Public Release: 

Timely referral to kidney transplant may improve survival for patients with lupus nephritis

American College of Physicians

1. Timely referral to kidney transplant may improve survival for patients with lupus nephritis

Abstract: http://annals.org/aim/article/doi/10.7326/M18-1570
Editorial: http://annals.org/aim/article/doi/10.7326/M18-3721
URLs go live when the embargo lifts

Patients with lupus nephritis and end stage renal disease may benefit from timely kidney transplant, as transplantation was associated with a significant increase in survival in a nationwide cohort study. The main reason for the overall survival benefit was fewer deaths due to cardiovascular disease and infections. The findings are published in Annals of Internal Medicine.

The risk for kidney failure from lupus nephritis is high and has not changed in the past 20 years, despite advances in diagnosis and treatment options. While renal transplantation has been associated with improved survival in the all-cause end stage renal disease population, clinicians proceed with caution for patients with lupus nephritis over fears of infection and other post-transplant complications.

Researchers from Massachusetts General Hospital studied a national database comprised of almost all patients with end stage renal disease to assess outcomes of patients with lupus nephritis who initiated dialysis and were placed on the waitlist for a kidney transplant. They found that transplant was associated with a 70 percent reduction in overall risk for death. The survival benefit persisted in key subgroups, including African Americans, Hispanics, and Asians, as well as in both sexes, in all age groups, and throughout the study period.

According to the authors of an accompanying editorial from Tufts Medical Center, these findings are strong and have implications for clinical practice. They say that kidney transplant should be part of the treatment plan for patients with lupus nephritis and should be emphasized before the onset of kidney failure. In addition, they suggest considering wider use of preemptive transplant in this population.

Media contact: For an embargoed PDF, please contact Lauren Evans at laevans@acponline.org. To interview the lead author, April Jorge, MD, please contact AMJorge@mgh.harvard.edu. To speak with the lead editorialist, Nitender Goyal, MD, please contact Sue McGreevey at smcgreevey@partners.org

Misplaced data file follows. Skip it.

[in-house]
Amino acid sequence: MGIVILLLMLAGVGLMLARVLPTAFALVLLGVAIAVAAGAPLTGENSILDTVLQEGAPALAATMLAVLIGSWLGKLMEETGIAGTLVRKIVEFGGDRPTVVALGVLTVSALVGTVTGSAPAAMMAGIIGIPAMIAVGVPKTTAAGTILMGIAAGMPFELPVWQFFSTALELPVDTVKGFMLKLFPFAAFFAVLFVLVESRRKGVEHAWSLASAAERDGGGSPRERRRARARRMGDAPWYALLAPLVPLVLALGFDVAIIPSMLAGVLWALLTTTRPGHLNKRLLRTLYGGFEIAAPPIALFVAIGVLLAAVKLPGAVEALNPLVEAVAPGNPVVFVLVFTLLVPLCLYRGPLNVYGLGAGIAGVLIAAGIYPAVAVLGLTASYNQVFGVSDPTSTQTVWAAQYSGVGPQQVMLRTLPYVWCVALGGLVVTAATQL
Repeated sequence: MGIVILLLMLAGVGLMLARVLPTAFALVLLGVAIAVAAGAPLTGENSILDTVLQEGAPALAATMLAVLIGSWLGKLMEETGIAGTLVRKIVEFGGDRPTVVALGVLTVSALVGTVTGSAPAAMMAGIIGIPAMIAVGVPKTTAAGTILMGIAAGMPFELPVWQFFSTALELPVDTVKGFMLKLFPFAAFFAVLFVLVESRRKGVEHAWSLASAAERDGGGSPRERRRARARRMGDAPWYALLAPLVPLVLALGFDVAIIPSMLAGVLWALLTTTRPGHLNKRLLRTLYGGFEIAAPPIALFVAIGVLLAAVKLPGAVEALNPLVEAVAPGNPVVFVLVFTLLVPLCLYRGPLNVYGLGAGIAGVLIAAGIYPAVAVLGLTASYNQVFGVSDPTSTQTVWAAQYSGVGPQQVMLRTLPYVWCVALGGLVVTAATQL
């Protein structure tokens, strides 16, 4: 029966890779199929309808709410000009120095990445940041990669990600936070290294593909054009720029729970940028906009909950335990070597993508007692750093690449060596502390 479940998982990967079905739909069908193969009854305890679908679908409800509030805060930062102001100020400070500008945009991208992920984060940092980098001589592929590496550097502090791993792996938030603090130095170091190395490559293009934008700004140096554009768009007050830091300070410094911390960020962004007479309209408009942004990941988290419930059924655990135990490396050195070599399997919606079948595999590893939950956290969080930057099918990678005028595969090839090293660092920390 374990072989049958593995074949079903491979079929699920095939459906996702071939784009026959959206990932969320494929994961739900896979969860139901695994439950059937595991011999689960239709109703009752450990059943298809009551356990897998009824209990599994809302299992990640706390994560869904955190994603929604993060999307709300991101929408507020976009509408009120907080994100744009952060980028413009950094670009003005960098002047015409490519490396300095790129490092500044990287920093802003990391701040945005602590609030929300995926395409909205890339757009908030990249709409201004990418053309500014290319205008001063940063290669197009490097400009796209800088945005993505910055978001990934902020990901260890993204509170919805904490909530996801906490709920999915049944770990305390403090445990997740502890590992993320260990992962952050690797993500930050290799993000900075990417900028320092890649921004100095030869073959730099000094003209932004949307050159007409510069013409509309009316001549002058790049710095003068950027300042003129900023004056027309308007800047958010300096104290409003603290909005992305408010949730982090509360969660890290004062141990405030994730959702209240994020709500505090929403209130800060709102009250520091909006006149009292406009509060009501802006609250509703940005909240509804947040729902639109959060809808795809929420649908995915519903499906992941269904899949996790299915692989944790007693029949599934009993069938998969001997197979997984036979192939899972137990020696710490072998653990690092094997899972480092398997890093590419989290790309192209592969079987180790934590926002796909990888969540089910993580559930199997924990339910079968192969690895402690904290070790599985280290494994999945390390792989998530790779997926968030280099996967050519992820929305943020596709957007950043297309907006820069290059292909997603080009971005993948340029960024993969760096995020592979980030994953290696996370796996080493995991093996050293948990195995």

2. Recurrent strep infection leads to patient's debilitating muscle pain

Abstract: http://annals.org/aim/article/doi/10.7326/L18-0589
URLs go live when the embargo lifts

A patient with recurrent strep infection developed poststreptococcal myalgia and myositis (inflammation of the muscles), characterized by significant muscle pain and weakness. A biopsy confirmed muscle injury. Findings from a case report are published in Annals of Internal Medicine.

Streptococcal disease, or strep throat, has several immunologically mediated complications, including acute rheumatic fever, poststreptococcal glomerulonephritis (inflammation of the kidneys), and erythema nodosum (inflammation of the skin). Strep may have other complications that are less well-recognized.

Clinicians at Amsterdam UMC saw a 34-year-old man for his third episode of debilitating muscle pain after a sore throat. The bouts of severe muscle pain and weakness occurred in 2013, 2016, and 2018, each time following a throat infection. The patient was often unable to walk without assistance, but symptoms cleared up after a course of antibiotics and considering it was the third episode, the clinicians recommended starting penicillin prophylaxis.

According to the authors, 18 cases of postreptococcal polymyalgia and myositis have been published. Their case is unique because it is the only one with multiple recurrences, it is the only case with myositis confirmed by muscle biopsy, and it is the only one with laboratory signs of muscle injury. The authors suggest that treatment for patients with this type of strep complication could include high-dose acetylsalicylic acid, nonsteroidal anti-inflammatory drugs, penicillin, and prednisone.

Media contact: For an embargoed PDF, please contact Lauren Evans at laevans@acponline.org. To interview the lead author, Marije K. Bomers, MD, PhD, please contact her PR office at communicatie@vumc.nl.

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